13. Hi Andrew. You bring up a big conundrum, I've been tackling. Because I do a fair share of still photography, I wanted to purchase a body that I could use for stills in addition to video. I tested out the 70D last weekend in NY, and was surprised at how good the focus system was and how fast I could get sharp pictures, as well as the auto focus in video mode. Ultimately here was my plan. To get a Canon 70D and a Panasonic G6 With this option I'll have three cameras to use banking on each of their high points - With my 5D Mark II I currently have, I can shoot all my nighttime and low light scenes for video, and also continue to use it as my portrait and fine art photography camera. - With a Canon 70D, I can use it as a street photography camera, for it's speedy shutter and focus, for action photography, if I ever needed it, and for any steadycam/glidecam work using the video autofocus system. - The G6 I would use for slow motion stuff since it supports full 1080p60 and is dirt cheap with loads of capabilities. The other option was to sell my 5D Mark II and just get a 5D Mark III. But the price is so prohibitive for me, right now, I was looking at these alternatives, and thought this could give me the best of both worlds. As far as the GH3 thought. I've always leaned towards liking the Canon color better than Panasonics. I've always found it more pleasing and easier to grade with, than the Panasonic. I'm testing a GH3 I rented, this weekend, and although the image is quite good I'm having a hard time achieving good color settings to say match the color I have on my 5D...which by the way is based off of your Canon 5D Mark III settings vault article. Thanks for that by the way! So I'm curious...do you recommend the 7D over the 70D? What don't you like about the 70D? Would be curious to hear your take on this and your recommendations on what I am ultimately trying to do and if you have any settings recommends as well!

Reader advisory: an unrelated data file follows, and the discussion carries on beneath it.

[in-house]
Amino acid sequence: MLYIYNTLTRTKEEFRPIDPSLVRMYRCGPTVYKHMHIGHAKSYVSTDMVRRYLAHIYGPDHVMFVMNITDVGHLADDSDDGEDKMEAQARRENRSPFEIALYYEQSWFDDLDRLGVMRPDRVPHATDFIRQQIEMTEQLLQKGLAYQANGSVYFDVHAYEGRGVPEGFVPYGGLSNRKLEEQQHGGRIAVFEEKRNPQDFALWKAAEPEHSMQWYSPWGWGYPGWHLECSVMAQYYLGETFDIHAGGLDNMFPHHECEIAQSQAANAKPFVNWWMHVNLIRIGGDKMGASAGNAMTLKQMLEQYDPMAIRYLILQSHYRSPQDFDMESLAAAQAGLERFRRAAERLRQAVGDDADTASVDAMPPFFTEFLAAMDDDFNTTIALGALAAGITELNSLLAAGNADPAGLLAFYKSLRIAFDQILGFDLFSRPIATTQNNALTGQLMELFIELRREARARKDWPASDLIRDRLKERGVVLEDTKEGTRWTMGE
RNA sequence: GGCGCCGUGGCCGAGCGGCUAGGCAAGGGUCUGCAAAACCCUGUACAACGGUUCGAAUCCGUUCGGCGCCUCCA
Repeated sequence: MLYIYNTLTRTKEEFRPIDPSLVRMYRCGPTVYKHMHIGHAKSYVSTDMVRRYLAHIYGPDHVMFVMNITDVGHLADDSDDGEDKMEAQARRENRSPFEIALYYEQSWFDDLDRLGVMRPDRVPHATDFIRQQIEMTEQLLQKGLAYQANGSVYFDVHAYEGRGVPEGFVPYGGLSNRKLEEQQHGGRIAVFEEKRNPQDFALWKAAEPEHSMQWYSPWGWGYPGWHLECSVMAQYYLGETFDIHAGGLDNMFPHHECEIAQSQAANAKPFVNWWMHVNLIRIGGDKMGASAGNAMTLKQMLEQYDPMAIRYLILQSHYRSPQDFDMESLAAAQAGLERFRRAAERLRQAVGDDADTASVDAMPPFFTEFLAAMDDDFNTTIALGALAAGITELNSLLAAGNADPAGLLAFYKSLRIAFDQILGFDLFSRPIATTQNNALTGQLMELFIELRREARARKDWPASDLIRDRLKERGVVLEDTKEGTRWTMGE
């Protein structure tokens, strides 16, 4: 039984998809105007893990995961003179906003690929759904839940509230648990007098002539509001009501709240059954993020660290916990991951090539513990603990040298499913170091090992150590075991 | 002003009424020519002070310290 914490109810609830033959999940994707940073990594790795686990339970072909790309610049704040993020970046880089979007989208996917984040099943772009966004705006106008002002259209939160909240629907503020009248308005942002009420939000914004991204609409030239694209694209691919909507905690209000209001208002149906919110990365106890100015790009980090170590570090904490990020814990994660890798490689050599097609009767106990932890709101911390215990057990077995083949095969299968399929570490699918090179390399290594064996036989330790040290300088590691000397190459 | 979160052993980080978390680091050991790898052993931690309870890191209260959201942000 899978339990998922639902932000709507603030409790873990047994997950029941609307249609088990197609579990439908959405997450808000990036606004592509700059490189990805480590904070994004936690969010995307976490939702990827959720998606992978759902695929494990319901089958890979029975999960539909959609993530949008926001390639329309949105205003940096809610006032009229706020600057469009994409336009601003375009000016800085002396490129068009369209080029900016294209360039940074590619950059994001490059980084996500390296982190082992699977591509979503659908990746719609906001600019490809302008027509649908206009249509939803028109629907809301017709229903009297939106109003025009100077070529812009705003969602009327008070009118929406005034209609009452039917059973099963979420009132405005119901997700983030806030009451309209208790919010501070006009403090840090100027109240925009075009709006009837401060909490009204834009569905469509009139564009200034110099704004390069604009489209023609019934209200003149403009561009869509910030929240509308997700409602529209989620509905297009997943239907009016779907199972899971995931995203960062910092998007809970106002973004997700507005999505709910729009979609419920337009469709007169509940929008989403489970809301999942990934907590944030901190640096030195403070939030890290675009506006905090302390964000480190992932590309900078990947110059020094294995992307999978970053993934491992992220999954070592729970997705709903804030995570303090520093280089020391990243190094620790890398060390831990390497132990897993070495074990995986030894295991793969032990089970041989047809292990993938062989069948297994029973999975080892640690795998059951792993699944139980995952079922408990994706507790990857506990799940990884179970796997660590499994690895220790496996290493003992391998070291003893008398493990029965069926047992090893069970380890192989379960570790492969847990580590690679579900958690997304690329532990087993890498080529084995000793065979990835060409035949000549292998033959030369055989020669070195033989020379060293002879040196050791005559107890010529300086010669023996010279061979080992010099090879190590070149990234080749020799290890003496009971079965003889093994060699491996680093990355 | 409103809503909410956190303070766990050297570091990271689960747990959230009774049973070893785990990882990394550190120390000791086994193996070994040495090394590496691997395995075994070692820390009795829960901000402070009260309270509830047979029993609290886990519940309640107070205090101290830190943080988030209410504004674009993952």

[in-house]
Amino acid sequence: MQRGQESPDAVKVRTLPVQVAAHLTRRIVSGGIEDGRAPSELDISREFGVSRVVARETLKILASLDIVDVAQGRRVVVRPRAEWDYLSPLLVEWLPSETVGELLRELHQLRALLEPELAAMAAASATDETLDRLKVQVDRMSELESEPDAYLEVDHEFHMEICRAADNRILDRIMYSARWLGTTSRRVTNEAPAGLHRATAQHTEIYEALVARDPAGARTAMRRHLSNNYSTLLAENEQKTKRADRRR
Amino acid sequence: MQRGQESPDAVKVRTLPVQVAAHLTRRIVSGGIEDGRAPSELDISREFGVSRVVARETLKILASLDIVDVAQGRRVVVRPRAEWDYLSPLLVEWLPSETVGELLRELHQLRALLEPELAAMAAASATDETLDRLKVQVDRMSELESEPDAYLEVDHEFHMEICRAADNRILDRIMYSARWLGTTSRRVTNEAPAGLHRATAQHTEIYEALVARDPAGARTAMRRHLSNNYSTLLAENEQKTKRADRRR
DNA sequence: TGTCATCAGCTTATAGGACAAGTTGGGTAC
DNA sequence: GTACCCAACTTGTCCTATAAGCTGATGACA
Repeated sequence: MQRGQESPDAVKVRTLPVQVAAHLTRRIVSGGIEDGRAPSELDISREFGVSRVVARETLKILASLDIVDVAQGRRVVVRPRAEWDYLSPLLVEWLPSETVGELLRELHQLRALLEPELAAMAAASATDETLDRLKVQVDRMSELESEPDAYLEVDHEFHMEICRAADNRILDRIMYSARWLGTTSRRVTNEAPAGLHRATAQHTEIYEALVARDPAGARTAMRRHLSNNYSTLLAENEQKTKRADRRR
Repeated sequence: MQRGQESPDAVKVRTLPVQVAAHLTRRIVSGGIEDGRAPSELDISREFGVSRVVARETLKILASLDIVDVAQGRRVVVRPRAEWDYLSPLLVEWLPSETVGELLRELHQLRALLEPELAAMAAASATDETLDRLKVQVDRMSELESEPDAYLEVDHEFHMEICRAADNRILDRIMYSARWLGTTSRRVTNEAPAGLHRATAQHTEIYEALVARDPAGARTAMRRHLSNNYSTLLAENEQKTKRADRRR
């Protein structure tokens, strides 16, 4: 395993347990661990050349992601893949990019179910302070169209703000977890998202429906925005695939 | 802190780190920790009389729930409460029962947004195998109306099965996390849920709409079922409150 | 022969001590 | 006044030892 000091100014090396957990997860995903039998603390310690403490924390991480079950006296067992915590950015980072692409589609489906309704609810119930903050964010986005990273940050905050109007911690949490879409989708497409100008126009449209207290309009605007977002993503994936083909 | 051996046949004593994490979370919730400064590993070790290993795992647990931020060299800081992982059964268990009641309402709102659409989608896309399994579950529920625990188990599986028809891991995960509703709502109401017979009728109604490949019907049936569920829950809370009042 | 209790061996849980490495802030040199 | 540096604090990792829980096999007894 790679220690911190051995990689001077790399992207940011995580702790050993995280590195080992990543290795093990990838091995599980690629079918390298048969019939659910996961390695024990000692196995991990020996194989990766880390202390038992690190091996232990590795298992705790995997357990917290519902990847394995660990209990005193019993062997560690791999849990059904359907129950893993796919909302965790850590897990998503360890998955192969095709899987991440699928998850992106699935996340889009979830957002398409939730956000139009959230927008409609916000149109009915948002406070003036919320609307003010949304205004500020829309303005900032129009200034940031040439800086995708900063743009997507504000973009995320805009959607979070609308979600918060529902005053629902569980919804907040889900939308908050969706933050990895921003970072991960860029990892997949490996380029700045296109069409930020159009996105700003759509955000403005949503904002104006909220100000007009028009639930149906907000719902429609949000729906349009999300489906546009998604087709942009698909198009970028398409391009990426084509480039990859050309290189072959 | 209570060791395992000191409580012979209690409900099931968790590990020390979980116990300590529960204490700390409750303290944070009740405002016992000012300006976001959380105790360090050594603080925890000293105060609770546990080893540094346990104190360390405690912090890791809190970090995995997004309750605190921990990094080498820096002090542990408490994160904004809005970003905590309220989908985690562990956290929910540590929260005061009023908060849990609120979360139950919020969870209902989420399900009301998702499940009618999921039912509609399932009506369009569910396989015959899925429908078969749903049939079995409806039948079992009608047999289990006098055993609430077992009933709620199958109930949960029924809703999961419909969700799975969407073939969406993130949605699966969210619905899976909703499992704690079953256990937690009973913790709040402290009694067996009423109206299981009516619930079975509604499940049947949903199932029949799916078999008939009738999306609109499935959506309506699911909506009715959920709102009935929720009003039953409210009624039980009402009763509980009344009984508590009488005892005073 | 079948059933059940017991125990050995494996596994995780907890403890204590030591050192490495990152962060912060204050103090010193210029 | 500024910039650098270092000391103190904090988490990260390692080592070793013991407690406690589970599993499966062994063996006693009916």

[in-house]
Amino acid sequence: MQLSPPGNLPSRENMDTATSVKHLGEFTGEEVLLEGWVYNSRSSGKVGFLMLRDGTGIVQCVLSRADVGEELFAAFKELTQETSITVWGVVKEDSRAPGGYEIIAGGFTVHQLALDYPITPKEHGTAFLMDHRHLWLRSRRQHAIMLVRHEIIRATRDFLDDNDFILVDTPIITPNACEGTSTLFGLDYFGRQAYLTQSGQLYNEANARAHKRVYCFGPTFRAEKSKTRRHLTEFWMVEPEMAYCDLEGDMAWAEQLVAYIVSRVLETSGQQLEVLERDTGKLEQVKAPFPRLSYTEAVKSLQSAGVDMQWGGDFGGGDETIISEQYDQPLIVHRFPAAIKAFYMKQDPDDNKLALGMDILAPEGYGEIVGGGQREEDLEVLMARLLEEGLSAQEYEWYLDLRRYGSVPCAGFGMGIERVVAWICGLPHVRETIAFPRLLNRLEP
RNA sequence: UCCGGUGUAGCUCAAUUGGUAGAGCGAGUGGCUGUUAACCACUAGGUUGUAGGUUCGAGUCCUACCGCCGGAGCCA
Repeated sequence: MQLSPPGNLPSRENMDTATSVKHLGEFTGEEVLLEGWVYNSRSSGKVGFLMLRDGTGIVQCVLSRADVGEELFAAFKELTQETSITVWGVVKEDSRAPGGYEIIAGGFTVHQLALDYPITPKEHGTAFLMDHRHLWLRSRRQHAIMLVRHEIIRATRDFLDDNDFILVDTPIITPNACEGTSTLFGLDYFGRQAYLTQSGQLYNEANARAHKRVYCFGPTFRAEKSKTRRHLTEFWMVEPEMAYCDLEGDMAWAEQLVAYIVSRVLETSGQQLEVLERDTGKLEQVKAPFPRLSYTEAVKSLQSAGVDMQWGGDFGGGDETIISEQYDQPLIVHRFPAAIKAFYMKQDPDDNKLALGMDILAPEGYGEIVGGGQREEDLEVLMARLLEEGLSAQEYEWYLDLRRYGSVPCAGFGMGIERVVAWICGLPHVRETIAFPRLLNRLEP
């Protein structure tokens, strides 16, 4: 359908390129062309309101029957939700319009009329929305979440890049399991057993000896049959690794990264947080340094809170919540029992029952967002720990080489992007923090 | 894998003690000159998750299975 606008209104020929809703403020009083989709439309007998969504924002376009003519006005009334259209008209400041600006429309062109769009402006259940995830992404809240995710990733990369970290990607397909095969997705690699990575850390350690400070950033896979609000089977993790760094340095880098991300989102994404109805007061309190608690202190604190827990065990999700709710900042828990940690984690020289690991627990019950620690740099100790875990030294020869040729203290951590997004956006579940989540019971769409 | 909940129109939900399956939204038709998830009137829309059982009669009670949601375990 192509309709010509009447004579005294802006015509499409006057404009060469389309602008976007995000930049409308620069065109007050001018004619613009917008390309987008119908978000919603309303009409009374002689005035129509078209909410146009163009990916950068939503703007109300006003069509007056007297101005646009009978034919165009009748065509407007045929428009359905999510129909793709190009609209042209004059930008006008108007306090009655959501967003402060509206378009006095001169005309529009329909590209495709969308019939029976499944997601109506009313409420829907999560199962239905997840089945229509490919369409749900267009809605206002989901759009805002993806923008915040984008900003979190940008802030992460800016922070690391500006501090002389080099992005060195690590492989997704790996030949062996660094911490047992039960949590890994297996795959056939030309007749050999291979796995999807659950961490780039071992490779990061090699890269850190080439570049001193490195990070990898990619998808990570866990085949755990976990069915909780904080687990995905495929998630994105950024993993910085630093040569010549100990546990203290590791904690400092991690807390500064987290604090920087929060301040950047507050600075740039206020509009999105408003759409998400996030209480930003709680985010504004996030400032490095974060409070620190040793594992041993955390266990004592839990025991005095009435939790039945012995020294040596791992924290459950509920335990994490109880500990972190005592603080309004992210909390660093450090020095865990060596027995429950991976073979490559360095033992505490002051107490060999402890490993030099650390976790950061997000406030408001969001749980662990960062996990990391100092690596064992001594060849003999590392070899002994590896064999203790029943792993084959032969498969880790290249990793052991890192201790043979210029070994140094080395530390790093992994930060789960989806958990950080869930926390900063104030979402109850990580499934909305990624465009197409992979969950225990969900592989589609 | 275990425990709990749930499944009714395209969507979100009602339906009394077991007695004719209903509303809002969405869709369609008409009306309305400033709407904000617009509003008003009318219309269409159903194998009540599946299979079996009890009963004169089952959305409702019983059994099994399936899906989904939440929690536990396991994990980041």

14. Hi all, Is anyone out there using the VAF Antlaliasing filter for any of the canon bodies and can tell me how their experiences have been? I'm in the middle of a purchase decision, and thinking about buying a 70D as my second stills and video body to my Canon 5D Mark II. I really like the 70D's speed of focus and the video autofocus system, but when I shot with it the other day for video I was so disappointed by the amount of moire and aliasing I experienced. Just curious..if anyone's used the filter and had good or bad experiences?
  15. Hi all, I'm a long time user of Canon cameras for both stills and photog. I rented a GH3 this weekend, to check out all the praise regarding this camera. One of the things I found helpful on this site when I was playing around with 5D's is Andrew's 5D III Settings Vault post on the main site, with his Neutral and Faithful settings. I'm wondering if anyone has any advice on how to color match 5D's with GH3's. There will be situations where I will record video in low light and shallow depth of field situations on my 5D, as opposed to using the GH3, but would imagine using the GH3 for everything else, and I wanted to get some advice on the most effective way of matching the cameras. Right now, they look distinctly different, in color, and sharpness. Anyone?